How much money can you have in the bank before probate in the UK?
The probate process can be a long and involved one that many people want to avoid. So, how much money can you have in the bank before probate in the UK?
Unfortunately, there isn’t a set limit. Individual banks set their own “thresholds” for how much can be in the deceased’s accounts before they ask to see a Grant of Probate.
If you aren’t sure whether you need a Grant of Probate to access funds in a deceased person’s bank accounts, here is everything you need to know:
What Is Probate?
Before we start, it’s worth being clear on what probate is. Probate is the legal right to administer the estate of a deceased person.
Applying for a Grant of Probate (the legal document that gives you the right) takes about a month. There are several forms to fill in and it can only be done by the person named as the executor in the will.
If there is no will, you need to be one of a set list of close relatives (listed under the intestacy laws) to apply for a similar legal permission document called a Grant of Letters of Administration.
How Much Money Can You Have In The Bank Before Probate In The UK?
Of course, as a general rule, you can’t access the bank accounts of other people. Just because a person has passed away doesn’t mean someone can automatically access their funds.
Each bank sets its own “probate threshold” at which it will ask for proof you are allowed to access the accounts.
This is where the Grant of Probate or Letters of Administration come in. They are the proof you need before you can access the full funds in the account of someone who has died.
However, most banks will allow you to access some funds. For example, you need to pay Inheritance Tax from and on the estate before you can apply for probate. Banks understand this.
Will A Bank Release Funds Without Probate?
The decision as to how much can be in a deceased person’s account without probate being required to access is down to each individual bank. In general, the rules are different:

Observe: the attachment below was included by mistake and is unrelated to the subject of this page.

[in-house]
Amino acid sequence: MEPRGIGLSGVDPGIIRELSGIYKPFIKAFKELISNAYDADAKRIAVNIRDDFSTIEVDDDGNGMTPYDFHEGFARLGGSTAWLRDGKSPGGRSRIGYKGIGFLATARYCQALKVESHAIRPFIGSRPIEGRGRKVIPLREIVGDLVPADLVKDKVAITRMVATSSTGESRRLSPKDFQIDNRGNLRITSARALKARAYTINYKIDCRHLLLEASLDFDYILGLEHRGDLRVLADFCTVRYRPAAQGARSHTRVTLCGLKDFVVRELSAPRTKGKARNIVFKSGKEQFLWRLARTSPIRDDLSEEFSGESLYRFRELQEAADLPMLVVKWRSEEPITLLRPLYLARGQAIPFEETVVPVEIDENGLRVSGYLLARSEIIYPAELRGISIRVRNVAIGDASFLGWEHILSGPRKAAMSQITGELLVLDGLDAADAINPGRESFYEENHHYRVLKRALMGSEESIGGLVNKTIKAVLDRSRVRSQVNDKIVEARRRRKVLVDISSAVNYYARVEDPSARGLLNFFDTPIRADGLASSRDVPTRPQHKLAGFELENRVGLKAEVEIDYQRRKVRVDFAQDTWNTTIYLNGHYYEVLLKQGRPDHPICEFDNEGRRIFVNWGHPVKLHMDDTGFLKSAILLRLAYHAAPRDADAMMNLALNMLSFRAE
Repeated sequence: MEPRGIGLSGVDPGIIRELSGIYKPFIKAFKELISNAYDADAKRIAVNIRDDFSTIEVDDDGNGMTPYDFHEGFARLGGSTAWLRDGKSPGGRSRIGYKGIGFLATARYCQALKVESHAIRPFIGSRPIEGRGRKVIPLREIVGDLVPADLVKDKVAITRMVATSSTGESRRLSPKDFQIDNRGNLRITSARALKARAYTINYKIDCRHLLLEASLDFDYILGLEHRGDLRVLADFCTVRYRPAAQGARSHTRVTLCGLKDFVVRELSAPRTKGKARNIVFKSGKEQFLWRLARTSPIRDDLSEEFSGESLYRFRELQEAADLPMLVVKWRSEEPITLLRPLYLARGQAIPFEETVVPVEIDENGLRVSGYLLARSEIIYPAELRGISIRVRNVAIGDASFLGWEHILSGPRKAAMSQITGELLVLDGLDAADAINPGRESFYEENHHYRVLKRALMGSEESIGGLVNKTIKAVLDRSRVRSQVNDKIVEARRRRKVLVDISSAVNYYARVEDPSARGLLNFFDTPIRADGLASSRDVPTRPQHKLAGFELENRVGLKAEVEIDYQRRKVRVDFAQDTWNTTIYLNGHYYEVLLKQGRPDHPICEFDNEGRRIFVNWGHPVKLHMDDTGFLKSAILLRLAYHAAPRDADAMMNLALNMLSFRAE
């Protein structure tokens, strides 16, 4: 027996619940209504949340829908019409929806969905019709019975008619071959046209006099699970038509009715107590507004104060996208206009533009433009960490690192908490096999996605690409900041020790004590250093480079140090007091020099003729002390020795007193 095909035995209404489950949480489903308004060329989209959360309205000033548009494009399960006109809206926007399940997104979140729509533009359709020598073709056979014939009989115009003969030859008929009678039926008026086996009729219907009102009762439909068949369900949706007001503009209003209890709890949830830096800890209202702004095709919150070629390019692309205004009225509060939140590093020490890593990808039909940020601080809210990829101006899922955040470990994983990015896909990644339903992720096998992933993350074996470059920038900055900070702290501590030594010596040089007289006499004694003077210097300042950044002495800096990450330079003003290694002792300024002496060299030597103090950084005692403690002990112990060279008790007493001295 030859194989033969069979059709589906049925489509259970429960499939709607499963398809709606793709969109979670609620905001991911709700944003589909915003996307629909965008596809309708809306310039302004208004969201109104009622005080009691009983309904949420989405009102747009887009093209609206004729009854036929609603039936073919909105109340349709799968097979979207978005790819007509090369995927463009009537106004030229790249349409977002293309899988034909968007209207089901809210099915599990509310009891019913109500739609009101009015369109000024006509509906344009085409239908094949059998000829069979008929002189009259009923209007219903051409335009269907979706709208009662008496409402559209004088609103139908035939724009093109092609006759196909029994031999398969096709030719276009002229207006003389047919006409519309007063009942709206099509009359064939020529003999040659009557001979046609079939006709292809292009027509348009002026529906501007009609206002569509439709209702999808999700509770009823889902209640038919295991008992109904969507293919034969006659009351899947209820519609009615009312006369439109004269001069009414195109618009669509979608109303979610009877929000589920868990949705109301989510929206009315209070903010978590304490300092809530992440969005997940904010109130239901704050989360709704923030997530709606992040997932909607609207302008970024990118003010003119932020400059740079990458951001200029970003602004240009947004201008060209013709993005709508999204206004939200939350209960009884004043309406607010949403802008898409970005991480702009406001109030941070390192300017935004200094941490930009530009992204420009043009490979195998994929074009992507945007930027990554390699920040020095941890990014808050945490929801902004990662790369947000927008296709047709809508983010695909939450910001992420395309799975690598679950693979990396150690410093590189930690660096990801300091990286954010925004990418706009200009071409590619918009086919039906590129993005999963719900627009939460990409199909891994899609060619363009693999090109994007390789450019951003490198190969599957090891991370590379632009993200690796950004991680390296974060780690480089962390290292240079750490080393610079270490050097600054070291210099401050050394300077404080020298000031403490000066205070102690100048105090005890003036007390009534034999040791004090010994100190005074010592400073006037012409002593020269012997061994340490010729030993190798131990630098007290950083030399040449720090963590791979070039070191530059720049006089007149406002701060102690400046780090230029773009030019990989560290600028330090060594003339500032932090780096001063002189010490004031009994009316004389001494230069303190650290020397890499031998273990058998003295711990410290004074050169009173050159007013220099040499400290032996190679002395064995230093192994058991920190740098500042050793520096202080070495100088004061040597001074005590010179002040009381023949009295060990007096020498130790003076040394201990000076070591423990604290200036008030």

- For a small estate – is an actual thing in the law. A “small” estate has to be valued under £5000 and not include any property. Banks will normally release small estate funds without probate.
- On average – the average starting probate threshold tends to be between £10 000 and £15 000.
- Under special circumstances – even if the amount in the account is below their threshold a bank may still request to see a Grant of Probate if the estate’s details are unclear in any way.
How Much Can You Have In A Bank Account Before It Goes To Probate?
This depends on the institution the account is with. Individual banks may also total the amounts differently – either in all the accounts a person held or the total value of the estate.
Although this is subject to change, the banks and other financial institutions in the UK set their thresholds approximately like this:£15 000 in account or less
- National Savings & Investments – £5 000, though this may rise to £15 000 depending on how many executors are named in the will
- AXA – £10 000
- Bank of Ireland – £10 000
- M&S Money – £15 000
- The Post Office – £10 000
£20 000 to £25 000 in account
- Sainsbury’s Bank – £20,000
- Birmingham Midshires – £25 000
- Cheltenham & Gloucester – £25 000
- NatWest – £25 000
- Royal Bank of Scotland – £25 000
£30 000 in account or more
- Britannia – £30 000
- Co-op Bank – £30 000
- First Direct – £30 000, though this may rise as high as £50 000 if any of the beneficiaries of a will are children. First Direct often decides on the merits of each individual account
- HSBC – £30 000, though like First Direct this may rise as high as £50 000 in individual cases or if beneficiaries are children or the deceased’s spouse
£50 000 in account
All of the following banks and building societies allow there to be £50 000 in the accounts of a deceased person before they ask for proof of probate:
- Bank of Scotland
- Lloyds TSB
What Amount Triggers Probate?
If you need any support in the probate process – including any questions about how much money you can have in the bank before probate is triggered – get in touch with our experts today.
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